Forbidden Druid – Sacred power to tame the trail | 17.09.22

Suspension Platform… Where the magic happens…

At a glance the Druid suspension platform may look a little complicated, but it’s based on a simple linkage driven single pivot design which Forbidden call the ‘Trifecta’. Comprising of three elements the Trifecta suspension design is at the heart of what gives this bike it’s unique character.

The first is the high pivot point which works alongside the rocker between the chainstay and shock to give the Druid a totally rearward axle path. This has the most profound effect on the ride, as it means the wheel gets out of the way, moving up and back in the direction of the force when it hits an edge, as opposed to upwards and forwards like conventional designs.

The second element of the Trifecta design is the Rate Control Linkage, which has enabled the leverage curve to be manipulated to provide a supple start, supportive mid-stroke and a progressive end stroke. An almost perfect leverage curve which when riding allows the shock to be ran with minimal compression damping. This keeps the suspension super supple, complimenting the root hugging traction of the rearward axle path.

The third element to complete the Trifecta is the position of the idler pulley, offsetting it from the main pivot point allowed the engineers to tune the ideal amount of anti-squat at the sag point for increased efficient pedalling, keeping you fresh in the saddle so you can pedal all day long.

So then, let’s cut to the chase, how does it ride?

It descends like it’s possessed!

In descent is where the Druid casts it’s spell and tames the trail! On natural rock and root strewn descents it’s remarkable how the Druid deals with fast square edged hits compared to other bikes. The fully rearward axle path noticeably reduces the decelerative effect of repetitive hits, the only limitation on speed in this scenario will be your braking fingers.

On more manmade flow trails the Druid feels equally at home, the extending wheelbase when fully loaded under compression makes the bike very stable in the centre of a turn. It just hunkers down dropping the BB and centre of gravity, firing you out of the apex at warp speed.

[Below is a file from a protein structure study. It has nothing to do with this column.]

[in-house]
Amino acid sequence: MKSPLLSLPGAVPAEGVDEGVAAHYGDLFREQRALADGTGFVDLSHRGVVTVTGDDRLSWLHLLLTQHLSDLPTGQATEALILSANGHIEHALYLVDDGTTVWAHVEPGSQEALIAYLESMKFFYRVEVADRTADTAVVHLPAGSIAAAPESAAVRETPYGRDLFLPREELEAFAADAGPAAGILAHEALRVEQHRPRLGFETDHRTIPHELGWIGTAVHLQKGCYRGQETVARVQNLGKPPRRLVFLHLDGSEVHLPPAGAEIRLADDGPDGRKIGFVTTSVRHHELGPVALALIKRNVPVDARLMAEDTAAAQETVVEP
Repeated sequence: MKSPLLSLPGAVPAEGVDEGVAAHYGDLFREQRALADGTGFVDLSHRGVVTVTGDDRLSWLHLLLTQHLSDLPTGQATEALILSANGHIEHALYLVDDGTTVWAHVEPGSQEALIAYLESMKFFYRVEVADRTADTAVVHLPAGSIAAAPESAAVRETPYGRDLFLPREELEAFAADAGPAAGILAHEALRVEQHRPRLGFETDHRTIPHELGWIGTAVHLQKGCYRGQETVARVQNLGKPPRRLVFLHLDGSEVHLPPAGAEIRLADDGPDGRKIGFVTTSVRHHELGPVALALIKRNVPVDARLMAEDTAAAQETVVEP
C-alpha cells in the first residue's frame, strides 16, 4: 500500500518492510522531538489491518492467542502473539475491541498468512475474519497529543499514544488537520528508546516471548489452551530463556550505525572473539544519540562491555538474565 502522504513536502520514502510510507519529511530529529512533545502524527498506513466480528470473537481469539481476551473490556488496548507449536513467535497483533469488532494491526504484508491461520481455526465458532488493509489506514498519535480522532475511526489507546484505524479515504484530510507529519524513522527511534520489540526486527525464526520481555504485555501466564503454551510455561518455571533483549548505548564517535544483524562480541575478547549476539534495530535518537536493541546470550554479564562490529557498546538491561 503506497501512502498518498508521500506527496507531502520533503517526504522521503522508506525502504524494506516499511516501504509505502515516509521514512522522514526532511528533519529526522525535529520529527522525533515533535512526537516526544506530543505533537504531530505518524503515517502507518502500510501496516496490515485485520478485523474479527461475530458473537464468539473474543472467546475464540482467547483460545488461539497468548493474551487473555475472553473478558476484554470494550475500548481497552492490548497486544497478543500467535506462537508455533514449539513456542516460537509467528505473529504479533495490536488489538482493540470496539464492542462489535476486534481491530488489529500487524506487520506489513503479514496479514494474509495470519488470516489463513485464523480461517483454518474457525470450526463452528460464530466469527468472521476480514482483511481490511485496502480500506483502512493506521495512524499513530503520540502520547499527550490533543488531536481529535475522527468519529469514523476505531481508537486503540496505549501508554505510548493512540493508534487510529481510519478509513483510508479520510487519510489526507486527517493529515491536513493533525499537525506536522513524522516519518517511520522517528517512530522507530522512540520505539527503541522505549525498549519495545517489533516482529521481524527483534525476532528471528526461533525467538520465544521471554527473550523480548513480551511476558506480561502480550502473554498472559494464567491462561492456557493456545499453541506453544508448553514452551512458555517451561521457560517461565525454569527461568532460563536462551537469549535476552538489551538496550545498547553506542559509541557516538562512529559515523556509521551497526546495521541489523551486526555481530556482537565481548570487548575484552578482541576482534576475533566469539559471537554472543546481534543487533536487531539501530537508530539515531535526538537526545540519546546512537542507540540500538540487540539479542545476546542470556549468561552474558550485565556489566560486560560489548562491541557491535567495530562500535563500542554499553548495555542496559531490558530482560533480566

The balanced and easy-going geometry, with a fairly neutral 65.5 degree head angle provides a balance of direct steering whilst being slack enough to match the stability provided by the rear.

The perfectly tuned leverage progressive rate also make you quickly forget you’re riding a 130mm ‘trail bike’ with a true bottomless feel when pushing hard.

Climbs like it’s under a spell

The climbing position is extremely neutral and perfectly balanced, as the 440mm chainstays give you the feeling of never being too far back. With the suspension encouraging little use of the compression dial as it’s so composed under power, which provides superglue like levels of traction on tricky ascents.

The trade off to this is when applying huge amount of torque out of the saddle to clear technical terrain the growth of the rear can be a little disconcerting. The increasing wheelbase adds stability in descent but can transfer your weight rearward just when you need it over the front.

All this means is that you need to time your application of power a little later and smoother, relying more on the Druid’s ability to carry momentum and keep traction as the rear wheel moves backwards over an impact.

The idler works it’s Druid like witchcraft ensuring pedal kickback is very low when pedalling allowing for super efficient riding in the saddle.

So is it better than a VPP?

Hmmm… a tricky one that depends on how you ride and what you want from your bike.

While there are huge benefits to the Forbidden Druid’s Trifecta suspension system, it can be a compromise to some riders.

The rearward axle path has a whopping 26mm of growth at full extension, because of this it can make the bike a little less poppy, but incredibly stable. While it excels in being in contact with the trail, for some riders, this can make sedate trails a little less fun. But it's something that you need to ride and feel how the suspension works for you as a rider, so a demo at Stif is highly recommended!

However in the rough stuff the Druid gives you easy speed compared to a VPP and the freedom to change lines as you feel so planted in fast, rough sections of trail were a VPP may feel a little looser. The way the Druid carries momentum is unreal, let off the brakes and you will certainly gap your mates as the Trifecta only seems to encourage you to ride fast where a VPP can start to make your reach for the anchors.

Some riders would prefer the more engaging ride of the VPP, sacrificing the Druid’s stability for the feeling of keeping you on your toes when you bite off more than you can chew.

Yeah, but that idler must be draggy and Noisy?

Nope… Although most riders imagine the idler system will be an issue, it’s very much like conventional systems were the maintenance of your drive train has more of an effect on these factors. When you spin the cranks freely in a workstand you’ll be hard pushed to find any detectable resistance or noise from the idler.